*Accuracy *is a property of a number in a specific context. It indicates how close a number is to its true value in that context. Without the context, accuracy is meaningless, in much the same way that "John is 25 years old" has no meaning if you don't know which John you are talking about.

Accuracy is closely related to error. Absolute error is the difference between the value you obtained and the actual value for some quantity. Relative error roughly equals the absolute error divided by the actual value, and is usually expressed in the number of significant digits. Higher accuracy means smaller error.

Accuracy and precision are related, but only indirectly. A number stored with very low precision can be exactly accurate. For example:

Byte n0 = 0x03; Int16 n1 = 0x0003; Int32 n2 = 0x00000003; Single n3 = 3.000000f; Double n4 = 3.000000000000000;

Each of these five variables represents the number 3 *exactly*. The variables are stored with different precisions, using from 8 to 64 bits. For the sake of clarity, the precision of the numbers is shown explicitly, but the precision does not have any impact on the accuracy.

Now, look at the same number 3 as an approximation for pi, the ratio of the circumference of a circle to its diameter. 3 is only accurate to one decimal place, no matter what the precision. The `Double` value uses 8 times as much storage as the `Byte` value, but it is no more accurate.

### Round-Off Error

Let's say you have a non-integer number from the real world that you want to use in your program. Most likely, you are faced with a problem. Unless your number has some special form, it cannot be represented by any of the number formats that are available to you. Your only solution is to find the number that is represented by a number format that is closest to your number. Throughout the lifetime of the program, you will use this approximation to your 'real' number in calculations. Instead of using the exact value *a*, the program will use a value *a*+*e*, with *e* a very small number which can be positive or negative. This number *e* is called the round-off error.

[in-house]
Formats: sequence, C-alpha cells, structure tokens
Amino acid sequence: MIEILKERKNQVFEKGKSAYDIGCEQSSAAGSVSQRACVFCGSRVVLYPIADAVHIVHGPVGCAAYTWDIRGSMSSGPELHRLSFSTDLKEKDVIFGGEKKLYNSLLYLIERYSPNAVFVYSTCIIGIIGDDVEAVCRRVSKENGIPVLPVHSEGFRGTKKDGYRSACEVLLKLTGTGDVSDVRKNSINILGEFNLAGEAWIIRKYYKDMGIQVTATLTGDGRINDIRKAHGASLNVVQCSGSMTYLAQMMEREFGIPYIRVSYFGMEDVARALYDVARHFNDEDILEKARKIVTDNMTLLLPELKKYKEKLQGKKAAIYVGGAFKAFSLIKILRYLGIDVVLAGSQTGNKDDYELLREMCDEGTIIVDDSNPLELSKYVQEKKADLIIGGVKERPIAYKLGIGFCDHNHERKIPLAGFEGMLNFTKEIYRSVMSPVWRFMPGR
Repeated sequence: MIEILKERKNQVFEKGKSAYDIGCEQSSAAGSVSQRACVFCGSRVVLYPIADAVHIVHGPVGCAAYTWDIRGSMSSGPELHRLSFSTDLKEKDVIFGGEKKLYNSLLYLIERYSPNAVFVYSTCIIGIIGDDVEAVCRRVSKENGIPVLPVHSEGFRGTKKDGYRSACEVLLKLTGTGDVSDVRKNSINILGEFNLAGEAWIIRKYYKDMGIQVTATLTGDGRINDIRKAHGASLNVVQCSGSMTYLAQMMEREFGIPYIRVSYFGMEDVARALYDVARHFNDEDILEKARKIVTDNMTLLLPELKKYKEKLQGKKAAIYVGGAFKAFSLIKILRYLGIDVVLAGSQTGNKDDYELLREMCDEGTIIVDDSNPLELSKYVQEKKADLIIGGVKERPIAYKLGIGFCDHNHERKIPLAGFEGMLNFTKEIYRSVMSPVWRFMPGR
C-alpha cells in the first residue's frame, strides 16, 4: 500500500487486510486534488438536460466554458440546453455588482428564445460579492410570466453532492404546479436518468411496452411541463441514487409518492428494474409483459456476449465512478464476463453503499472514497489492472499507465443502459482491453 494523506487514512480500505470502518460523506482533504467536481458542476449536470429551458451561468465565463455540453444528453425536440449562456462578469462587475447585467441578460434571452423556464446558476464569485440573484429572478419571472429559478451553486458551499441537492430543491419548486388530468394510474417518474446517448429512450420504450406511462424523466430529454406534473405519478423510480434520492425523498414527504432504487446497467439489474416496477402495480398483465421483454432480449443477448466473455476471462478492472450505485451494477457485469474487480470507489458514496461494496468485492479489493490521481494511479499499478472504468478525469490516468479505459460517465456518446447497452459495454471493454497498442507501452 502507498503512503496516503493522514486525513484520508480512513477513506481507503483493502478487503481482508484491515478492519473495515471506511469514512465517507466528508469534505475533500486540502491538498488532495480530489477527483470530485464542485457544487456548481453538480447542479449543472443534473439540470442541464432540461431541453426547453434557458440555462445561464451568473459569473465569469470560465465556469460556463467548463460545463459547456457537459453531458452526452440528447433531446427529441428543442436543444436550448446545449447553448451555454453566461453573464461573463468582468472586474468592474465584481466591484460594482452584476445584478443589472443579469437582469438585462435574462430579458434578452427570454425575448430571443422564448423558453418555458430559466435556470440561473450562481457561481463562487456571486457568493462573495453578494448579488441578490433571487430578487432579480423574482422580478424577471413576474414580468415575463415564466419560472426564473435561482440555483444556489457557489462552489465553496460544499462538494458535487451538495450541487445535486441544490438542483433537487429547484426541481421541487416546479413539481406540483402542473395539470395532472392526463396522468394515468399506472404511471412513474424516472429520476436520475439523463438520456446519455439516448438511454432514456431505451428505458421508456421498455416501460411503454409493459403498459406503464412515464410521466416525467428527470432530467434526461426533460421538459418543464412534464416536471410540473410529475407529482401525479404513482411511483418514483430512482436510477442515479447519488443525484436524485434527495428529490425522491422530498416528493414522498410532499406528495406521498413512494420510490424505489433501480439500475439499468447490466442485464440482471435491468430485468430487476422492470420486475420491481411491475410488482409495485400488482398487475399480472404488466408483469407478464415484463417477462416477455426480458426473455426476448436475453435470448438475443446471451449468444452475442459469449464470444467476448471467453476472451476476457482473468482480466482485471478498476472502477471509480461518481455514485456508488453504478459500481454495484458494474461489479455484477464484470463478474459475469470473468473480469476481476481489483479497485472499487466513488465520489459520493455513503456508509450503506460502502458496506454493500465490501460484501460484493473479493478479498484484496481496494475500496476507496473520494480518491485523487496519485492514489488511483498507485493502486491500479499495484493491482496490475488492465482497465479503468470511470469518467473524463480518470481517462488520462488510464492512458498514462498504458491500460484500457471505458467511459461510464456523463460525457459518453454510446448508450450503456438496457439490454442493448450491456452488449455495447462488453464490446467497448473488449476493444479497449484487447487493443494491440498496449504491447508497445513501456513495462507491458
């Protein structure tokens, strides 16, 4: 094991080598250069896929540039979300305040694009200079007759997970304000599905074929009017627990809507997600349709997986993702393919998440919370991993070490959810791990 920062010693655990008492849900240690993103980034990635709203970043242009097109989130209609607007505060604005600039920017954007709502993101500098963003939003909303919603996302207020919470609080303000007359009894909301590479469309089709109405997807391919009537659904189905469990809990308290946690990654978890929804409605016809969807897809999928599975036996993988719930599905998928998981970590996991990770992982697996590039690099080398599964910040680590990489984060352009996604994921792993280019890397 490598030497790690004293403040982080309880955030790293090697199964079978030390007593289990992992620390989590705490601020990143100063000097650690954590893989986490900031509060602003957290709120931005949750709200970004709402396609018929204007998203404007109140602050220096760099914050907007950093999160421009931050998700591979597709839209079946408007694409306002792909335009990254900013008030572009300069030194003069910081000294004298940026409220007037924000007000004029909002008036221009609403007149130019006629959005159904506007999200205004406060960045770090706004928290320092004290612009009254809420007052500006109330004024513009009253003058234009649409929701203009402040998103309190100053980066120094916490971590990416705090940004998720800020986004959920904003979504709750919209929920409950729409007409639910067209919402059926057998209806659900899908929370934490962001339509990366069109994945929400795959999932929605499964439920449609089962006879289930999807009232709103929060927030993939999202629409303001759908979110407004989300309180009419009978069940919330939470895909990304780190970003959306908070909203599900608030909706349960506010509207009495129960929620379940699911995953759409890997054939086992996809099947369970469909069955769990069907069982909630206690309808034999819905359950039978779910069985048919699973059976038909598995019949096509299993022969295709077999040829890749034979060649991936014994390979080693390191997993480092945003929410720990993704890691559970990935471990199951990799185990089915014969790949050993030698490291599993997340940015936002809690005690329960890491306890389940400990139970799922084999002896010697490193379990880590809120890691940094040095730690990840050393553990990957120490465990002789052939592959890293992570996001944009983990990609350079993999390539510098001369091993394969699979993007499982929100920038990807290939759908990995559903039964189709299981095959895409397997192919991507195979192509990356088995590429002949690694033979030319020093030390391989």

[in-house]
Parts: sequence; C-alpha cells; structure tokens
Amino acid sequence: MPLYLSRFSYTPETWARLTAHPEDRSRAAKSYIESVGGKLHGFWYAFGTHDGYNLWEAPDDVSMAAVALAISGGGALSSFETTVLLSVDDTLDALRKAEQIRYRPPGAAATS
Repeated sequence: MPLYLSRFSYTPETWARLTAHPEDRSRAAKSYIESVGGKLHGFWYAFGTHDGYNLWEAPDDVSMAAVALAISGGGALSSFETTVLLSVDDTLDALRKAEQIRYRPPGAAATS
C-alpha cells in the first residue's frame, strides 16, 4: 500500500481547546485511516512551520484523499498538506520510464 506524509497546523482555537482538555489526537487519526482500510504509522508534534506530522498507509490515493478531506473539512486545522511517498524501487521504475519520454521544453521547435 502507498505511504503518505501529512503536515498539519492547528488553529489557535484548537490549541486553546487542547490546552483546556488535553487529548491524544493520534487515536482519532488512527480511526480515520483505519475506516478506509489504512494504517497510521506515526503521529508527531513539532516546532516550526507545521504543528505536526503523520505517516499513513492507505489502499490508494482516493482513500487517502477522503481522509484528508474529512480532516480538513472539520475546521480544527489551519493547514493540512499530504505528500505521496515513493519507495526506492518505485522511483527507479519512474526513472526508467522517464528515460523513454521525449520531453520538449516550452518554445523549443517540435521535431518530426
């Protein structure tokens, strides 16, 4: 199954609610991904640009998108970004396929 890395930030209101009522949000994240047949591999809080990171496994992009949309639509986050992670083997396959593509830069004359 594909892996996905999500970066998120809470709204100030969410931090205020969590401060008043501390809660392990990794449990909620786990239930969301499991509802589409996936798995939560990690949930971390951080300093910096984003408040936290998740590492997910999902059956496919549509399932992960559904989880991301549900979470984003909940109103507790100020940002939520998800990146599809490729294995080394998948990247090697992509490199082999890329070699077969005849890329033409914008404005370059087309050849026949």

It's bad enough that you are forced to use an approximation of your number. But it gets worse. In almost every arithmetic operation in your program, the result of that operation will once again not be represented in the number format. On top of the initial round-off error, almost every arithmetic operation introduces a further error: *e _{i}*. For example, adding two numbers,

*a*and

*b*, results in the number (

*a*+

*b*) + (

*e*+

_{a}*e*+

_{b}*e*), where

_{sum}*e*,

_{a}*e*, and

_{b}*e*are the round-off errors of

_{sum}*a*,

*b*, and the result, respectively. Round-off error

*propagates*and is very often amplified by calculations. Fortunately, the round-off errors tend to cancel each other out to some degree, but rarely do they cancel out completely. Some calculations may also be affected more than others.

Part two of this series will have a lot more to say about round-off error and how to minimize its adverse effects.